Friday, August 9, 2013

Scott Metz - lakes & now wolves: Small Press Friday

Next to silence, haiku is perhaps one of the most succinctly profound ways to confront the mystery that is life.

Scott Metz is a purveyor, and innovator, in the field of modern English language haiku. He receives testament of this in his new book, lakes & now wolves, fittingly published by Modern Haiku Press, from some of the best and most well-known haiku aficionados of our era: john martone, Richard Gilbert, & Philip Rowland.

Rowland provides a laudatory introduction and, for those wishing to speculate where the poet fits in the modern haiku continuum, I highly recommend. It is perceptive, it is insightful, it is deeply knowledgeable, and, of course, like all introductions, it is ultimately beside the point. 

And I say that in a good way.

Because lakes & now wolves is, I'm sure Messers Rowland, martone, and Gilbert will agree, about the work, and very fine work it is, indeed.

a packaged squid
and the impression
in its own ink

This is at once post-modern and classical, not only in subject and form, but most importantly in tone. The link here between modes I would characterize as wabi-sabi

And, whenever I say something like, someone objects.

New Year's Day-
the wreath has fallen
between the doors

Somehow, this little poem is perfect. Traditional, in that it is seasonal, it embodies the very spirit of the transition signified by the new year, captured in the image as succinctly as might be.

a child's drawing
the ladder to the sun
only three steps

I remember drawing this - those steps reach on forever. See. One, two, three ... do you?

These more or less traditional ku, in terms of form, are interspersed with some of the finest monostiches conceivable. I had to restrain myself in choosing these 6 examples:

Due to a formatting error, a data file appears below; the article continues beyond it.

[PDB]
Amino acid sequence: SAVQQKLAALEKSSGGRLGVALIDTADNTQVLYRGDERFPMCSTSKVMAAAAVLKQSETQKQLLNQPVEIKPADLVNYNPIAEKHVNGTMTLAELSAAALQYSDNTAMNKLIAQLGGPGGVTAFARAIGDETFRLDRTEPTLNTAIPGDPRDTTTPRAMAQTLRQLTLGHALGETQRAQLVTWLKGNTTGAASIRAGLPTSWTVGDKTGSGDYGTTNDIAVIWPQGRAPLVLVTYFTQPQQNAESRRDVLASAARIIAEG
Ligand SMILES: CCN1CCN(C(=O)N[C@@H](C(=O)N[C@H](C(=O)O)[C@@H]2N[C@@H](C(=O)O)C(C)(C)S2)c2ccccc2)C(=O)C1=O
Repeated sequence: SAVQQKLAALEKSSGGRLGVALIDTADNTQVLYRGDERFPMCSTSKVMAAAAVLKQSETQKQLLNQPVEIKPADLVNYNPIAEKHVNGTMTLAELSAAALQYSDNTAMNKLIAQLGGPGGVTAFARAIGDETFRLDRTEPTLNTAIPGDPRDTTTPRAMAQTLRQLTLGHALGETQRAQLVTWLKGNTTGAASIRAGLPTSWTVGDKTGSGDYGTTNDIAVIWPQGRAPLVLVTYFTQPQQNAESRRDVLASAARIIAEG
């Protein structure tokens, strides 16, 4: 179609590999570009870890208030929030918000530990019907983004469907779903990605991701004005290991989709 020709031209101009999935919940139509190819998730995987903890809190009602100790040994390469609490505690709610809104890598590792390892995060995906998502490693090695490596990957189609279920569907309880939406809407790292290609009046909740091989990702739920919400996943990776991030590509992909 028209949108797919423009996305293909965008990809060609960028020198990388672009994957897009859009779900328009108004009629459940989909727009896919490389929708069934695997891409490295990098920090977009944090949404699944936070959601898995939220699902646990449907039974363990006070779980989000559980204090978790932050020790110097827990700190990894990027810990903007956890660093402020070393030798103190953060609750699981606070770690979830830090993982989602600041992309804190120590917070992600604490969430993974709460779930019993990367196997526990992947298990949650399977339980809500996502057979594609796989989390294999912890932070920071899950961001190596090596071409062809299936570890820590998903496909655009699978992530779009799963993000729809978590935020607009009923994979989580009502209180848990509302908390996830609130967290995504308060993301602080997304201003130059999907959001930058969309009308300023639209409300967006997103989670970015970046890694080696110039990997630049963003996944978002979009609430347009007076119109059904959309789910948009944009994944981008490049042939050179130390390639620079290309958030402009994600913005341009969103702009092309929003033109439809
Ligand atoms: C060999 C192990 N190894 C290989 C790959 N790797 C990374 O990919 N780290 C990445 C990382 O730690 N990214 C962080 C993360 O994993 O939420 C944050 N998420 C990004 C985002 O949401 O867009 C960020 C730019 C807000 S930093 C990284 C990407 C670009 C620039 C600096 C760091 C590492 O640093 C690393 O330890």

didn't want the cricket didn't want the silence

If this simple poem doesn't precisely capture the First Noble Truth, I'll eat one of my many, many hats.

meadow speaking the language she dreams in 

Of course, for the poet or lyrically-imbuded, it is the meadow that is dreaming, forever dreaming, dreaming ...

under my skin a pasture with one tree

For me, this poem is kin to the previous, I take it literally ... is there any other way?

without permission part of me begins to bloom

In the poetic tradition, it is sometimes nigh impossible to avoid comparison to those who came before - however, in this case there is an objectivity, for better or worse, that makes this poem work when what might be thought of as its precursor works perhaps more subjectively.

Or maybe not.

in kilobytes out across the peony night that Bashō rag 

The old pond just ain't, kilobytingly, what it used to be - but this poem still rocks my world (notice how it is its internal rhythm that holds it together, balances the poem out: kilobytes-peony).

the war awakens the face of an insect in the mirror 

Finally, something very serious, indeed - Kafka dovetailing with Robert Ardrey, human nature at its absolute worse, right here in my own cubby, gazing back. 

The work of Scott Metz stands, at once, with anyone working the form, and it stands alone.

I don't think I could give a finer compliment. This small press gem is available directly from its small press publisher Modern Haiku Press.  

To gaze in the distance is to gaze inward.

To read this book is the same.


Photo by Add Rein

take a peek
in hell's mirror!
lover cat
translated by David G. Lanoue


Send a single haiku for the Wednesday Haiku feature. Here's how.

Go to the LitRock web site for a list of all 172 songs

No comments: